Riley Nash fills Patrice Bergeron’s shoes in Bruins win over Leafs

Brad Marchand's second goal of the playoffs helped the Boston Bruins push the Toronto Maple Leafs to the brink of elimination in Game 4.

TORONTO – Dressed to the nines in a black tie and charcoal pea coat, Riley Nash looked comfortable in mostly unfamiliar surroundings – just as he did earlier on the ice.

“This is the biggest scrum I’ve had in a while,” he said, smiling.

That’s what happens when you’re the man who admirably fills the skates of arguably the game’s top two-way pivot.

Nash was tasked with replacing Patrice Bergeron after the Boston Bruins announced moments into warmups the four-time Selke Trophy winner (and 2018 nominee) was sidelined day-to-day with an upper-body injury.

All of the sudden, the player coach Bruce Cassidy almost went as far as calling an unknown was asked to line up between super pest Brad Marchand and super sniper David Pastrnak.

With their new centre in tow, they barely missed a beat.

The line was in on two of Boston’s three goals in a pivotal 3-1 victory over the Toronto Maple Leafs. The Bruins now lead the series 3-1.

“Riley did a great job,” Pastrnak said. “He’s a smart player. He’s very good defensively. It’s not easy to play with me and Marsh, especially in the D zone.”

Nash’s name won’t appear on the scoresheet Thursday, but he did contribute to the first two goals.

Blueliner Torey Krug’s wrister from the left point eluded Frederik Andersen’s blocker just 28 seconds into the game. It was Nash who provided the drive-by screen.

Nash then earned his second non-assist assist of the night on a goal that seemingly broke the Leafs’ will.

After an icing call, Nash got the better of Auston Matthews on a faceoff. Bruins defenceman Adam McQuaid fired the puck up the boards and Pastrnak got it by a pinching Jake Gardiner and was off to the races. A 2-on-1 ensued and Marchand made no mistake after receiving a pass from his linemate.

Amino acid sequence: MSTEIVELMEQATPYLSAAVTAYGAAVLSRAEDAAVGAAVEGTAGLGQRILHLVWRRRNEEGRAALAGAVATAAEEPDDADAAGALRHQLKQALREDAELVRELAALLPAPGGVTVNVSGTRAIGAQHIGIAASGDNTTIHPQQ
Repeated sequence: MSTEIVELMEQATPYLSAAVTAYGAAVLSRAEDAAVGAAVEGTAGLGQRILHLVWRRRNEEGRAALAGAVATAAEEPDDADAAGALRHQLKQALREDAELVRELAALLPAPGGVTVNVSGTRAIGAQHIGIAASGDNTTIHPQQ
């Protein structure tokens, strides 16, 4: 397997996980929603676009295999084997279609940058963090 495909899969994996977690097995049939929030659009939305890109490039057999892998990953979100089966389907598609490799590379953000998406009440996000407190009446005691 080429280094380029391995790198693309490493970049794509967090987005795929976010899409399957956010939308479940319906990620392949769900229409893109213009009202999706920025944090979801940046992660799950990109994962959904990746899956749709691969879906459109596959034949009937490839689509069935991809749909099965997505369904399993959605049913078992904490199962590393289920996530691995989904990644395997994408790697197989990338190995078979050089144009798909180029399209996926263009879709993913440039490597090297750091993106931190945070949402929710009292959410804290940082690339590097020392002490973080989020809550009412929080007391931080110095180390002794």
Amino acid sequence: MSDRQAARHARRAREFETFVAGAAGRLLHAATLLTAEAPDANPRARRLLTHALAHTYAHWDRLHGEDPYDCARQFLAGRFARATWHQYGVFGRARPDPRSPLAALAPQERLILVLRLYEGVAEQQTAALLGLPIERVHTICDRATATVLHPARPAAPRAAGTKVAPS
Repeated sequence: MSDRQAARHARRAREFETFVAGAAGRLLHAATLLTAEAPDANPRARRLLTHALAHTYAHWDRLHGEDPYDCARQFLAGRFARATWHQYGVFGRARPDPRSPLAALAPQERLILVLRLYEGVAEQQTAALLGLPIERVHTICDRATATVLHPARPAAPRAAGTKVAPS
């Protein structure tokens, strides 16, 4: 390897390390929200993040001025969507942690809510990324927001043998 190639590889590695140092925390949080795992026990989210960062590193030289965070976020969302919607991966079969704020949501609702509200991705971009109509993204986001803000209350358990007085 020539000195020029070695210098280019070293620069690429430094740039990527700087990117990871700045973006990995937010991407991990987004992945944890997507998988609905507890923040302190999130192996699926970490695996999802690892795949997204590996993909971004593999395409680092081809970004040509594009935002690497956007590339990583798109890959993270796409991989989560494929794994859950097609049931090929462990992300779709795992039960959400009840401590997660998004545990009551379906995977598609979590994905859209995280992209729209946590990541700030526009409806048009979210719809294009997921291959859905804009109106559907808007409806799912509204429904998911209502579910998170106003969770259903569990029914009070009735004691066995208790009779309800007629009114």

The goal, scored 10 seconds after the draw, stood as the winner.

“That was one where you just try and battle,” Nash said. “You don’t expect the outcome that we got out of that.”

Nash said he wasn’t trying to replace Bergeron, an impossible task considering Bergeron was garnering Hart Trophy consideration before he fractured his right foot at the end of February.

Instead, just like he did for a month when he took Bergeron’s place the first time, the 28-year-old was just trying to be defensively responsible to give his offensively gifted wingers a chance to do their thing.

If there was pressuring playing with Marchand and Pastrnak, Nash didn’t show it on the ice – or in the dressing room.

“They had the opportunity to play with me,” he said, in jest, correcting a reporter’s line of questioning.

It’s that nature and simplicity that allowed Nash to have a career-best season with 15 goals and 41 points. It also left Cassidy with no reservations about moving him up in the lineup again.

“He’s really elevated his game as it’s gone along,” Cassidy said. “Some of that has been opportunity. He’s played with Marshy and Pasta.

“He’s had more of an opportunity to play in an offensive role. It’s always been in him. It’s up to the player to bring in out. It’s up to the coaching staff to put him in positions if the situation dictates. We met halfway on that. It’s worked out well.”

Nash felt his game could have been better. He was especially frustrated he was on the wrong end of a play that led to the Leafs tying the game seven minutes after the Bruins opened the scoring.

Leafs winger Mitch Marner stripped him off the puck along the boards, which quickly led to a Tomas Plekanec goal.

“That took the wind out of my sails a little bit,” he said. “That’s just a reminder to me that the little things matter.”

But that was his only blemish of the night.

Nash and his linemates weren’t the only Bruins to put forth strong performances. Captain Zdeno Chara and rookie Charlie McAvoy continued to give the Matthews line fits. Fellow freshman Jake DeBrusk was relentless on the forecheck and scored the insurance goal in the third period – his second of the series.

It was a game the Leafs simply had to have. Down by one in the best-of-seven matchup, on home ice, getting a reprieve from an elite centreman – that’s must-have territory.

Instead, with the fill-in efforts of Nash, it was the Bruins who claimed victory.

“It’s baptism by fire,” he said. “You’re thrown in there and you’ve gotta get it done.”

Get it done he did. And because of that, the Bruins are heading home looking spiffy with a chance to close out the Leafs on Saturday.


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